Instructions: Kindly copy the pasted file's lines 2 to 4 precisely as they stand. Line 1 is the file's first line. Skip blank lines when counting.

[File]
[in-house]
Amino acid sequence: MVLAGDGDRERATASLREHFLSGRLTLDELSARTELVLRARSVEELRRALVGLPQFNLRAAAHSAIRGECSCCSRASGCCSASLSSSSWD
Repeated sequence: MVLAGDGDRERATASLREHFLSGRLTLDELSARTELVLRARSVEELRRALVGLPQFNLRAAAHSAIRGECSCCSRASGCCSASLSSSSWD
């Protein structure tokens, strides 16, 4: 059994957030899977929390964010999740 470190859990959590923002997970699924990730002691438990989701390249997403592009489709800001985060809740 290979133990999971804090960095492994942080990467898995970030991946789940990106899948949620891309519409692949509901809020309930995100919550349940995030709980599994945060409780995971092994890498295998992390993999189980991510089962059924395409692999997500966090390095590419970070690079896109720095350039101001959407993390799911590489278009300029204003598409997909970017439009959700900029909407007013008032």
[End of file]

Amino acid sequence: MVLAGDGDRERATASLREHFLSGRLTLDELSARTELVLRARSVEELRRALVGLPQFNLRAAAHSAIRGECSCCSRASGCCSASLSSSSWD
Repeated sequence: MVLAGDGDRERATASLREHFLSGRLTLDELSARTELVLRARSVEELRRALVGLPQFNLRAAAHSAIRGECSCCSRASGCCSASLSSSSWD
């Protein structure tokens, strides 16, 4: 059994957030899977929390964010999740 470190859990959590923002997970699924990730002691438990989701390249997403592009489709800001985060809740 290979133990999971804090960095492994942080990467898995970030991946789940990106899948949620891309519409692949509901809020309930995100919550349940995030709980599994945060409780995971092994890498295998992390993999189980991510089962059924395409692999997500966090390095590419970070690079896109720095350039101001959407993390799911590489278009300029204003598409997909970017439009959700900029909407007013008032």